A similar fate must have overtaken many Iranian villages in the past, among those which did not willingly embrace Islam; and the question seems less why it happened to Turkabad than why it did not overwhelm all other Zoroastrian settlements. The evidence, scanty though it is, shows, however, that the harassment of the Zoroastrians of Yazd tended to be erratic and capricious, being at times less harsh, or bridled by strong governors; and in general the advance of Islam across the plain, through relentless, seems to have been more by slow erosion than by furious force. The process was still going on in the 1960s, and one could see, therefore, how it took effect. Either a few Moslems settled on the outskirts of a Zoroastrian village, or one or two Zoroastrian families adopted Islam. Once the dominant faith had made a breach, it pressed in remorselessly, like a rising tide. More Moslems came, and soon a small mosque was built, which attracted yet others. As long as Zoroastrians remained in the majority, their lives were tolerable; but once the Moslems became the more numerous, a petty but pervasive harassment was apt to develop. This was partly verbal, with taunts about fire-worship, and comments on how few Zoroastrians there were in the world, and how many Moslems, who must therefore posses the truth; and also on how many material advantages lay with Islam. The harassment was often also physical; boys fought, and gangs of youth waylaid and bullied individual Zoroastrians. They also diverted themselves by climbing into the local tower of silence and desecrating it, and they might even break into the fire-temple and seek to pollute or extinguish the sacred flame. Those with criminal leanings found too that a religious minority provided tempting opportunities for theft, pilfering from the open fields, and sometimes rape and arson. Those Zoroastrians who resisted all these pressures often preferred therefore in the end to sell out and move to some other place where their co-religionists were still relatively numerous, and they could live at peace; and so another village was lot to the old faith. Several of the leading families in Sharifabad and forebears who were driven away by intense Moslem pressure from Abshahi, once a very devout and orthodox village on the southern outskirts of Yazd; and a shorter migration had been made by the family of the centenarian ‘Hajji’ Khodabakhsh, who had himself been born in the 1850s and was still alert and vigorous in 1964. His family, who were very pious, had left their home in Ahmedabad (just to the north of Turkabad) when he was a small boy, and had come to settle in Sharifabad to escape persecution and the threats to their orthodox way of life. Other Zoroastrians held out there for a few decades longer, but by the end of the century Ahmedabad was wholly Moslem, as Abshahi become in 1961. [The last Zoroastrian family left Abshahi in 1961, after the rape and subsequent suicide of one of their daughters.] It was noticeable that the villages which were left to the Zoroastrians were in the main those with poor supplies of water, where farming conditions were hard.”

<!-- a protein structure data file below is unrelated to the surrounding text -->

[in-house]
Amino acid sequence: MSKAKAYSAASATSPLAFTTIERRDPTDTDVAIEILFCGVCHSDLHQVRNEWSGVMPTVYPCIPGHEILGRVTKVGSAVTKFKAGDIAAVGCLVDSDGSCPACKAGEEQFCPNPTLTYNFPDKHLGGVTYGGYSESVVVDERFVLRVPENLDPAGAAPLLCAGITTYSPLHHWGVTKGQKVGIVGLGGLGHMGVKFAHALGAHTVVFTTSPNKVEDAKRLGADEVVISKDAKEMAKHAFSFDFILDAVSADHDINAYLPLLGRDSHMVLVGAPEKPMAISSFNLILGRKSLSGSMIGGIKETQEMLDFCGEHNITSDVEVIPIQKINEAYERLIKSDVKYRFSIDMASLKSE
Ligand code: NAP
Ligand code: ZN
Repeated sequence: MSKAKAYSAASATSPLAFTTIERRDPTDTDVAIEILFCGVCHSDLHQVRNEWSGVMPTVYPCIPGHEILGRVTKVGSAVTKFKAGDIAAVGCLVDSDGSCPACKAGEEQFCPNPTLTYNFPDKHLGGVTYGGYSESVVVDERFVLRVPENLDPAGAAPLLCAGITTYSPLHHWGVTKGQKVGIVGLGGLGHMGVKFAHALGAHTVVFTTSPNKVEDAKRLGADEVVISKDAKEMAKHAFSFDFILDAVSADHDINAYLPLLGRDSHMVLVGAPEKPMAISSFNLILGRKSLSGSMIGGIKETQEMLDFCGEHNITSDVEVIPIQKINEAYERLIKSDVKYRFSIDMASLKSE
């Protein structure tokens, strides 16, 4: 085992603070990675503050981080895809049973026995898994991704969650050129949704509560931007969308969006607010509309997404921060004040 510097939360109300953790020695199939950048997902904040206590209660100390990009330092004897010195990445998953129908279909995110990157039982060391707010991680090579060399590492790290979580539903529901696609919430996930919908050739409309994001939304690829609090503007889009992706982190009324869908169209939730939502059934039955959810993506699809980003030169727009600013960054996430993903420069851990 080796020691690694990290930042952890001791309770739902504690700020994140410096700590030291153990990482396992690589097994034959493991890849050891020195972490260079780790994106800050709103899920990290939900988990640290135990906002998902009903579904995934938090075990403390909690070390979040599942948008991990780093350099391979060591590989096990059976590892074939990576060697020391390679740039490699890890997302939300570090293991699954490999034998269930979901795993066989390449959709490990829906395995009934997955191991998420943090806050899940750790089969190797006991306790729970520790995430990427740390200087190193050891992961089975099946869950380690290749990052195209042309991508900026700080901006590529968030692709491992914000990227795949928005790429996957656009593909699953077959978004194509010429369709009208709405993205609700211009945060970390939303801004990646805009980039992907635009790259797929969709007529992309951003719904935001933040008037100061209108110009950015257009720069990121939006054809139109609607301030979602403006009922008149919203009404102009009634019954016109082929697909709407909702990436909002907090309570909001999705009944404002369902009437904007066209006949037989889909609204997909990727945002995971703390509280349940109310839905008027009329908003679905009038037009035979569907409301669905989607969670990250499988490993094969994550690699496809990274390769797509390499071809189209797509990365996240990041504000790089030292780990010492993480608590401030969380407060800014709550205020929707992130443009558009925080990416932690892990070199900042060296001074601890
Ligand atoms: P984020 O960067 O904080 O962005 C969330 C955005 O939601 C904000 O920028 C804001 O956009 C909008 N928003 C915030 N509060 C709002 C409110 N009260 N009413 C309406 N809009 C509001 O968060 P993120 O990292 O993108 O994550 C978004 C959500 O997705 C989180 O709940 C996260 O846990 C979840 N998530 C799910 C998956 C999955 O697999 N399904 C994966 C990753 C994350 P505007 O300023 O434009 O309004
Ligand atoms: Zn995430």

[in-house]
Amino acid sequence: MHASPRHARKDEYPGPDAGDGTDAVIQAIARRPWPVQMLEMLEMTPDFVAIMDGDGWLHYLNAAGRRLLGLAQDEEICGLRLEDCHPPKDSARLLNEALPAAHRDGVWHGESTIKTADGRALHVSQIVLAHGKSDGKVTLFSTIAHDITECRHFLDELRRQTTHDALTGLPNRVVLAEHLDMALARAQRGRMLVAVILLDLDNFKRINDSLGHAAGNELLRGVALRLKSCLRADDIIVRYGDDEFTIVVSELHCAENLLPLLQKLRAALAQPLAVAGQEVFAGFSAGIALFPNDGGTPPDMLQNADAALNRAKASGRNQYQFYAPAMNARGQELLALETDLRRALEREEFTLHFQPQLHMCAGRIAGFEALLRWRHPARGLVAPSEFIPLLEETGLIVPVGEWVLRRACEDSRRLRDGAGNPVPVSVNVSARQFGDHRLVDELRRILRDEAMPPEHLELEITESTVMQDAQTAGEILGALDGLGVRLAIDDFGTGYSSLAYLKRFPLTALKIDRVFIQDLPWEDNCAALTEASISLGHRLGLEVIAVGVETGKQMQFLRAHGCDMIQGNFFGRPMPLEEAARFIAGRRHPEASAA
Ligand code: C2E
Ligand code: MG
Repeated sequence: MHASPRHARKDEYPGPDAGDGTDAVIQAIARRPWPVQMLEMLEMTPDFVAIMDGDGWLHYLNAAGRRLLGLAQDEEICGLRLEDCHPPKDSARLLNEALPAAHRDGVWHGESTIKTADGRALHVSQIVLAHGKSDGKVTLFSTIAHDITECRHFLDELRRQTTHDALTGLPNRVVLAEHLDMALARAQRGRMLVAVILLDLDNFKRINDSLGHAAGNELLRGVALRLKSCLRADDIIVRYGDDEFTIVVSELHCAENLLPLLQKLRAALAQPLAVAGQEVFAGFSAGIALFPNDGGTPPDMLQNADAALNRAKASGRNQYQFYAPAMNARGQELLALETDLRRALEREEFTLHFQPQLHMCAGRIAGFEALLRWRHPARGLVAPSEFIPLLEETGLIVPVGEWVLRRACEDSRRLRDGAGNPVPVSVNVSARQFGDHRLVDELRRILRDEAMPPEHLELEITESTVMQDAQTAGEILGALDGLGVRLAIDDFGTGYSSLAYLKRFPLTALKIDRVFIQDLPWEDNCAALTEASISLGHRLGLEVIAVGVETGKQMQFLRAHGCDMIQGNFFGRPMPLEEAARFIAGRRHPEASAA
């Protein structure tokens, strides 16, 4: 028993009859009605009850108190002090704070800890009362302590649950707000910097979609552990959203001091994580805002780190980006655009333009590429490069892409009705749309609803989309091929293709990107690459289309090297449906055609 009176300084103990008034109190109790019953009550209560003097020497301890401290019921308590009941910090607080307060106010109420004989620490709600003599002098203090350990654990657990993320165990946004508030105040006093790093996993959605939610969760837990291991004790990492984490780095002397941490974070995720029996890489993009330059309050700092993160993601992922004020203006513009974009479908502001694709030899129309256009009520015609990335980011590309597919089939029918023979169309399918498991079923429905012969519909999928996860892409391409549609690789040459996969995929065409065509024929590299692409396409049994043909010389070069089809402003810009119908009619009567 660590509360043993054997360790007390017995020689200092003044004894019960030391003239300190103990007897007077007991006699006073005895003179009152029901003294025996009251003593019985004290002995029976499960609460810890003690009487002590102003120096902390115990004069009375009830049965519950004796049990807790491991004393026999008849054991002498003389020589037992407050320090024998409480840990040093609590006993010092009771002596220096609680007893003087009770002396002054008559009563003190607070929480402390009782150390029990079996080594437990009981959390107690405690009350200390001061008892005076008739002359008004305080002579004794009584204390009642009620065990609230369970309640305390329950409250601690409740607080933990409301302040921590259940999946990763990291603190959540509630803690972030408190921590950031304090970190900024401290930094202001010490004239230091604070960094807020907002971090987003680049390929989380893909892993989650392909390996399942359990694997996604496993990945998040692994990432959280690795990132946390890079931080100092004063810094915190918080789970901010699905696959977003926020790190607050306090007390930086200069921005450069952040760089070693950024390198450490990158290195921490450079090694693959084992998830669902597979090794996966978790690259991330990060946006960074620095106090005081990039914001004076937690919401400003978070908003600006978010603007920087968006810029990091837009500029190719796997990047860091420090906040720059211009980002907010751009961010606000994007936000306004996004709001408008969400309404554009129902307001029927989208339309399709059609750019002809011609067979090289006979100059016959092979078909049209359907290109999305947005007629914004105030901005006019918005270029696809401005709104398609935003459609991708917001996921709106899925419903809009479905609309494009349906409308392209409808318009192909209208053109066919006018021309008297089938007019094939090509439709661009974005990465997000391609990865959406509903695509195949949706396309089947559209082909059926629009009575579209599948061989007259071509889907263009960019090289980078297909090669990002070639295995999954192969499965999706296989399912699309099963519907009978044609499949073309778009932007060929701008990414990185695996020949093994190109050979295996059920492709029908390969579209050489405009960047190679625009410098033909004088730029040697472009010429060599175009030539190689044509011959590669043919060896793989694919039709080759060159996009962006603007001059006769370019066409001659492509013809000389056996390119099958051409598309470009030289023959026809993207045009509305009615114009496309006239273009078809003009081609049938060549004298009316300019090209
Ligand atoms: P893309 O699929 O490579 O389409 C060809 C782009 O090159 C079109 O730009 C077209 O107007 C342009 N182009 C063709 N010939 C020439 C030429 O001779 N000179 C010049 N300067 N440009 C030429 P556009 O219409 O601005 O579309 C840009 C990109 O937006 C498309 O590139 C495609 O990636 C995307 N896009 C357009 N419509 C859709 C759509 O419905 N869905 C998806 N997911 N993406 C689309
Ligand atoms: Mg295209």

“In Sharifabad the dogs distinguished clearly between Moslem and Zoroastrian, and were prepared to go…full of hope, into a crowded Zoroastrian assembly, or to fall asleep trustfully in a Zoroastrian lane, but would flee as before Satan from a group of Moslem boys…The evidence points…to Moslem hostility to these animals having been deliberately fostered in the first place in Iran, as a point of opposition to the old (pre-Islamic jihad conquest) faith (i.e., Zoroastrianism) there. Certainly in the Yazdi area…Moslems found a double satisfaction in tormenting dogs, since they were thereby both afflicting an unclean creature and causing distress to the infidel who cherished him. There are grim…stories from the time (i.e., into the latter half of the 19th century) when the annual poll-tax (jizya) was exacted, of the tax gatherer tying a Zoroastrian and a dog together, and flogging both alternately until the money was somehow forthcoming, or death released them. I myself was spared any worse sight than that of a young Moslem girl…standing over a litter of two-week old puppies, and suddenly kicking one as hard as she could with her shod foot. The puppy screamed with pain, but at my angry intervention she merely said blankly, ‘But it’s unclean.’ In Sharifabad I was told by distressed Zoroastrian children of worse things: a litter of puppies cut to pieces with a spade-edge, and a dog’s head laid open with the same implement; and occasionally the air was made hideous with the cries of some tormented animal. Such wanton cruelties on the Moslems’ part added not a little to the tension between the communities.”